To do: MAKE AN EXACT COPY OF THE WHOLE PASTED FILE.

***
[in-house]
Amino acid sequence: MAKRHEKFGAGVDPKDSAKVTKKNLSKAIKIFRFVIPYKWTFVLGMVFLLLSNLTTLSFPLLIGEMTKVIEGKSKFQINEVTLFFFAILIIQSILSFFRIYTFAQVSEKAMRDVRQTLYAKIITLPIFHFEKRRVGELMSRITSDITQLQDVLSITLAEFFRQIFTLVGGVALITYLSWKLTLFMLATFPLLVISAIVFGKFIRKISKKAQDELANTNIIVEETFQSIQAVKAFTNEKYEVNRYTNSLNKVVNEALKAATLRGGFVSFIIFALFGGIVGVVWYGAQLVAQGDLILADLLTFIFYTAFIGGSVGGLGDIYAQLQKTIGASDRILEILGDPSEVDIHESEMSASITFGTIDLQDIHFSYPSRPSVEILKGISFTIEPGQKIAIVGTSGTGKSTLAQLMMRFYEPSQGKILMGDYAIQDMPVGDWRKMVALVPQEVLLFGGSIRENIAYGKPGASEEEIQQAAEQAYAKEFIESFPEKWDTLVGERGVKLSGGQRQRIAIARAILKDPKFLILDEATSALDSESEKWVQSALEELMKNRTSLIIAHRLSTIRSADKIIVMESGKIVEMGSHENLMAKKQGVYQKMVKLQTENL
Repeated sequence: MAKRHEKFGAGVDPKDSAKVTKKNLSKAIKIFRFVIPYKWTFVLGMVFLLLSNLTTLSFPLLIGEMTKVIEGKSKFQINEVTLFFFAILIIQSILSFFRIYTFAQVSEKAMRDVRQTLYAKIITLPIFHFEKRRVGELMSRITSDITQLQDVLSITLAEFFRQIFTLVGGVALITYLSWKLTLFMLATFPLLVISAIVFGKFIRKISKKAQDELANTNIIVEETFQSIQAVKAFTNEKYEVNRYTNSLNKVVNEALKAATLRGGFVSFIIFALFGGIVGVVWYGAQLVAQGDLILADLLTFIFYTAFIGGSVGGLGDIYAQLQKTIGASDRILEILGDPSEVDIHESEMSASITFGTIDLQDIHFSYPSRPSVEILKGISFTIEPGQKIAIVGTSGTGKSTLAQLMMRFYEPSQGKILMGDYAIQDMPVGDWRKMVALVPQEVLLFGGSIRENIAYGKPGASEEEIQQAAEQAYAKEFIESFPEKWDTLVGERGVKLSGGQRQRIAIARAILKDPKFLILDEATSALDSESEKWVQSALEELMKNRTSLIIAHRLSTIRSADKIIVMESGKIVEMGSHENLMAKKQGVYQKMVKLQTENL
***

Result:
[in-house]
Amino acid sequence: MAKRHEKFGAGVDPKDSAKVTKKNLSKAIKIFRFVIPYKWTFVLGMVFLLLSNLTTLSFPLLIGEMTKVIEGKSKFQINEVTLFFFAILIIQSILSFFRIYTFAQVSEKAMRDVRQTLYAKIITLPIFHFEKRRVGELMSRITSDITQLQDVLSITLAEFFRQIFTLVGGVALITYLSWKLTLFMLATFPLLVISAIVFGKFIRKISKKAQDELANTNIIVEETFQSIQAVKAFTNEKYEVNRYTNSLNKVVNEALKAATLRGGFVSFIIFALFGGIVGVVWYGAQLVAQGDLILADLLTFIFYTAFIGGSVGGLGDIYAQLQKTIGASDRILEILGDPSEVDIHESEMSASITFGTIDLQDIHFSYPSRPSVEILKGISFTIEPGQKIAIVGTSGTGKSTLAQLMMRFYEPSQGKILMGDYAIQDMPVGDWRKMVALVPQEVLLFGGSIRENIAYGKPGASEEEIQQAAEQAYAKEFIESFPEKWDTLVGERGVKLSGGQRQRIAIARAILKDPKFLILDEATSALDSESEKWVQSALEELMKNRTSLIIAHRLSTIRSADKIIVMESGKIVEMGSHENLMAKKQGVYQKMVKLQTENL
Repeated sequence: MAKRHEKFGAGVDPKDSAKVTKKNLSKAIKIFRFVIPYKWTFVLGMVFLLLSNLTTLSFPLLIGEMTKVIEGKSKFQINEVTLFFFAILIIQSILSFFRIYTFAQVSEKAMRDVRQTLYAKIITLPIFHFEKRRVGELMSRITSDITQLQDVLSITLAEFFRQIFTLVGGVALITYLSWKLTLFMLATFPLLVISAIVFGKFIRKISKKAQDELANTNIIVEETFQSIQAVKAFTNEKYEVNRYTNSLNKVVNEALKAATLRGGFVSFIIFALFGGIVGVVWYGAQLVAQGDLILADLLTFIFYTAFIGGSVGGLGDIYAQLQKTIGASDRILEILGDPSEVDIHESEMSASITFGTIDLQDIHFSYPSRPSVEILKGISFTIEPGQKIAIVGTSGTGKSTLAQLMMRFYEPSQGKILMGDYAIQDMPVGDWRKMVALVPQEVLLFGGSIRENIAYGKPGASEEEIQQAAEQAYAKEFIESFPEKWDTLVGERGVKLSGGQRQRIAIARAILKDPKFLILDEATSALDSESEKWVQSALEELMKNRTSLIIAHRLSTIRSADKIIVMESGKIVEMGSHENLMAKKQGVYQKMVKLQTENL